Approximately $210 million was shifted out of SOF spending in fiscal year 2017, and almost $1.4 billion is being shifted in fiscal year 2018. The largest shift relates to the School Tax Relief (STAR) program. In fiscal year 2018, almost $830 million will be excluded from SOF spending because STAR benefits are changing from a spending program to a tax credit. Taxpayers will receive the same net benefit, but SOF spending growth appears lower.3 Other substantial changes include shifts in workers from payrolls in the general fund to those paid by capital funds, reclassifying the Sales Tax Asset Receivable Corporation (STARC) funds from a miscellaneous receipt to an offset against spending, and shifting expenses off-budget as shown in Table 3.

These kinds of spending shifts obscure the true rate of growth and provide no financial or programmatic benefits. If a shift in accounting methodology is warranted to more properly reflect spending, then an adjustment should be made when calculating spending growth to avoid giving the impression that total expenditures have decreased when they have not.

Table 3: Spending Shifted Out of State Operating Funds
(dollars in millions)


FY 2017

FY 2018

STAR Adjustments



Workforce Fund Shifts



Reclassify STARC recapture



Use of Tobacco Settlement Funds (off-budget)



NYSERDA shift (off-budget)



Mortgage Insurance Fund Payment to City of Albany (off-budget)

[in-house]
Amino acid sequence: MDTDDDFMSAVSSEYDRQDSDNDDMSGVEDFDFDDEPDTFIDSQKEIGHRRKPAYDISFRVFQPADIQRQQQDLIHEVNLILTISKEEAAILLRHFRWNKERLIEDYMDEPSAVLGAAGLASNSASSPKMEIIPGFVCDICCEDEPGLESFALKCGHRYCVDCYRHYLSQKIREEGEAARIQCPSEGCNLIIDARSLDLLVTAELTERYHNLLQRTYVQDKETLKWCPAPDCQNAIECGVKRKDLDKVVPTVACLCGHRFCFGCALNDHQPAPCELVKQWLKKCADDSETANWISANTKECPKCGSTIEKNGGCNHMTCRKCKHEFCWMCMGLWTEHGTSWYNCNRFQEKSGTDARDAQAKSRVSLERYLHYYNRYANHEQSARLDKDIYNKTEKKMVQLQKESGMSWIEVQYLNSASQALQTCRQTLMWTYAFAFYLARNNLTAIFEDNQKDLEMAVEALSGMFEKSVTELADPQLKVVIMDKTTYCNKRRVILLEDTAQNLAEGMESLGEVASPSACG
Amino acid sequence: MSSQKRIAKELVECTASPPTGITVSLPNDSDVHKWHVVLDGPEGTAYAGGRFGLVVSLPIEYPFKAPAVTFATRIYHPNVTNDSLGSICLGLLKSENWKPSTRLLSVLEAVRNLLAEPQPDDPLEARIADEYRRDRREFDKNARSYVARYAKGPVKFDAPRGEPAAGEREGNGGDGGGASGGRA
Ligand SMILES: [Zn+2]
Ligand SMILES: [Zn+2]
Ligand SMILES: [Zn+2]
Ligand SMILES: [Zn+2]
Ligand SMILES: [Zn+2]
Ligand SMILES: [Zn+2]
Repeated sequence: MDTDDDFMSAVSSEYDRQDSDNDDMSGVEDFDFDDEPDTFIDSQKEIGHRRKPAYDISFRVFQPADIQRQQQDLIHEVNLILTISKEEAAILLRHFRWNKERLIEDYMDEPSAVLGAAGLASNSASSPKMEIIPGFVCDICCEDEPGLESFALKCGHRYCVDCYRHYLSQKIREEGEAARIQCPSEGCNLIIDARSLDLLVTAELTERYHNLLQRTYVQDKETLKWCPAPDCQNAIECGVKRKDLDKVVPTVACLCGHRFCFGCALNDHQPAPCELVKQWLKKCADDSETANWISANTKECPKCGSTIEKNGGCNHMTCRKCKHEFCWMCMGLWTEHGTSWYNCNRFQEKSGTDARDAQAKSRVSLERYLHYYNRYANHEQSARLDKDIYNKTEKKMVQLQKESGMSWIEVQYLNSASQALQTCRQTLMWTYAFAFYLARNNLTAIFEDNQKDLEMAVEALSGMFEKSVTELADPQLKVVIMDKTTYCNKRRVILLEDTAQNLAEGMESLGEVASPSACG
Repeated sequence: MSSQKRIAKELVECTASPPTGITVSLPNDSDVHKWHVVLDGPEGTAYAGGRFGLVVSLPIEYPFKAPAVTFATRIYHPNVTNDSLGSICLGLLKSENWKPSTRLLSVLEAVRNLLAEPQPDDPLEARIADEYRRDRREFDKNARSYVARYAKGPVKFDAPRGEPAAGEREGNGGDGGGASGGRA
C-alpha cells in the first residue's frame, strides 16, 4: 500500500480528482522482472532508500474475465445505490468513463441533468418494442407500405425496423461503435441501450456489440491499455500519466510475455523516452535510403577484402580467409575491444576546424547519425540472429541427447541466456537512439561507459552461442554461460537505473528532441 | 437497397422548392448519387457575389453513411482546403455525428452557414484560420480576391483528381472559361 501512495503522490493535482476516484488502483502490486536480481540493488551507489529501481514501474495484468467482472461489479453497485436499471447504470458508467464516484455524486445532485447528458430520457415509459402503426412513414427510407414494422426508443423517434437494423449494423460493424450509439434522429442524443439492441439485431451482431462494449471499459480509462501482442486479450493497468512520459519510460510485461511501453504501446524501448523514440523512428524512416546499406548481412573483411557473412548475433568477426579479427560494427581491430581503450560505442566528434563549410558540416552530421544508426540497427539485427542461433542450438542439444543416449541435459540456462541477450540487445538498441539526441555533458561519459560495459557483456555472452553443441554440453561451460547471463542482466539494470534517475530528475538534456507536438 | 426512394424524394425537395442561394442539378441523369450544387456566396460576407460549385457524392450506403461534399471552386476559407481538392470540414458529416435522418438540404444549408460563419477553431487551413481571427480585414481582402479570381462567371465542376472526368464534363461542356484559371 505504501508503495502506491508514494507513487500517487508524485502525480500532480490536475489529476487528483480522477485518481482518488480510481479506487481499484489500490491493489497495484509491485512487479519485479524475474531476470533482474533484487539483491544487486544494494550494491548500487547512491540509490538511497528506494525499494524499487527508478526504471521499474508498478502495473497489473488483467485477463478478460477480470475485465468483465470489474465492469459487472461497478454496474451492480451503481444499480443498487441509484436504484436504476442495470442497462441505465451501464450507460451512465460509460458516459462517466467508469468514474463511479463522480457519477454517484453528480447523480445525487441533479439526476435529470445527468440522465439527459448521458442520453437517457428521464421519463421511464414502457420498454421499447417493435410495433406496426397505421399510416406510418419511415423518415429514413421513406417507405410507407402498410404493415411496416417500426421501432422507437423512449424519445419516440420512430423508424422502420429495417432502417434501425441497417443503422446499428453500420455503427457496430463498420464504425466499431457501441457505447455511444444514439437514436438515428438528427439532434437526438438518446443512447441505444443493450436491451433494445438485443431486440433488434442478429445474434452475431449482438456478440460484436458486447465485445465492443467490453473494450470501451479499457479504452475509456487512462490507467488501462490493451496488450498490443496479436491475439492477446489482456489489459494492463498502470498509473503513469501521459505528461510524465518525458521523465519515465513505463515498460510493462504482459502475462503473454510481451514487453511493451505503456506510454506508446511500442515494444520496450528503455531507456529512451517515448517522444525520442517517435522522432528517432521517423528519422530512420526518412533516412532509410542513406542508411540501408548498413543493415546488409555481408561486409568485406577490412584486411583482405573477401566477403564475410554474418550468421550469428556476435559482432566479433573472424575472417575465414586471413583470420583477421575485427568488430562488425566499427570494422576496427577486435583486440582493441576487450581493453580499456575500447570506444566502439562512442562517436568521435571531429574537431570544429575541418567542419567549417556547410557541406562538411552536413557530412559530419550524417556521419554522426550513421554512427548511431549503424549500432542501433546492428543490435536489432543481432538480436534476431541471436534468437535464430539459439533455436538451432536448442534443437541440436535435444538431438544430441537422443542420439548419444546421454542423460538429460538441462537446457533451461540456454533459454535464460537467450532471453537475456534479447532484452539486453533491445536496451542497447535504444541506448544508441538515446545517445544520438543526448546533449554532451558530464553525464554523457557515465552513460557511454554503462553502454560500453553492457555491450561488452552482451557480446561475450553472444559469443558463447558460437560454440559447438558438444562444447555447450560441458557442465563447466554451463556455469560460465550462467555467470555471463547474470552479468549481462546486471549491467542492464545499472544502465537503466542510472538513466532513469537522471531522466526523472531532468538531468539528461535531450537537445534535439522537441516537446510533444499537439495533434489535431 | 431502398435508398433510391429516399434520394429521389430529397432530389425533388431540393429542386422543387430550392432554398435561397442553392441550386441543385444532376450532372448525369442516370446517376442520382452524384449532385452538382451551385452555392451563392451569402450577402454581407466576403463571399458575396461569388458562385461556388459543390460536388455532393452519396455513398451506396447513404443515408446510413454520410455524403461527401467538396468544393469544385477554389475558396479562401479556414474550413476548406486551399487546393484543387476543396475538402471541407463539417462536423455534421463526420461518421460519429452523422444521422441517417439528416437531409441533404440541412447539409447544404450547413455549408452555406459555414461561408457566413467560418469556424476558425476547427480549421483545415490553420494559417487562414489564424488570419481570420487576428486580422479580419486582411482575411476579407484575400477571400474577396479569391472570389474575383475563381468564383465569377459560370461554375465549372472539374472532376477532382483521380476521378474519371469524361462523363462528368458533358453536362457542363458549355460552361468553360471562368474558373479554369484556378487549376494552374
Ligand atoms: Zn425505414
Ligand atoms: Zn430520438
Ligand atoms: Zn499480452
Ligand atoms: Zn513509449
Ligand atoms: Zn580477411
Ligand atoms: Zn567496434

Source: New York State Division of the Budget, Enacted Budget Financial Plan (annual editions for 2017 and 2018), New York State Division of the Budget, Executive Budget Financial Plan (2018), and Office of the New York State Comptroller, Report on the Enacted Budget (annual editions for 2017 to 2018).


Governor Cuomo has been rigorous and effective in constraining State spending growth, achieving more fiscally responsible results than those of his predecessors.  After taking office in the shadows of the Great Recession, the Governor and Legislature imposed a global Medicaid cap, reformed employee health insurance contributions, and created a Tier VI retirement cohort. However, when describing the State’s financial choices, the fairest portrayal of spending growth should be utilized by adjusting for payment timing differences and accounting changes. The Governor should not undermine transparency in order to make his significant accomplishments fit an artificial spending growth cap.


  1. In contrast spending from the General Fund misses billions of dollars of State spending from special revenue accounts; All Funds spending includes federal dollars that supplement State spending; and capital investments are best assessed over a longer time frame. 
  2. There are valid reasons for prepaying debt, but State spending trends should be adjusted accordingly so that decisions on the timing of payments do not artificially impact perceptions of spending growth.
  3. The STAR property tax benefit is provided by a personal income tax (PIT) credit for new enrollees; existing participants still receive the property tax exemption, and their benefits count as a state operating expense. As STAR recipients move, more people will shift from the property tax exemption to the PIT benefit, lowering state operating spending each year by almost $100 million annually for many years to come.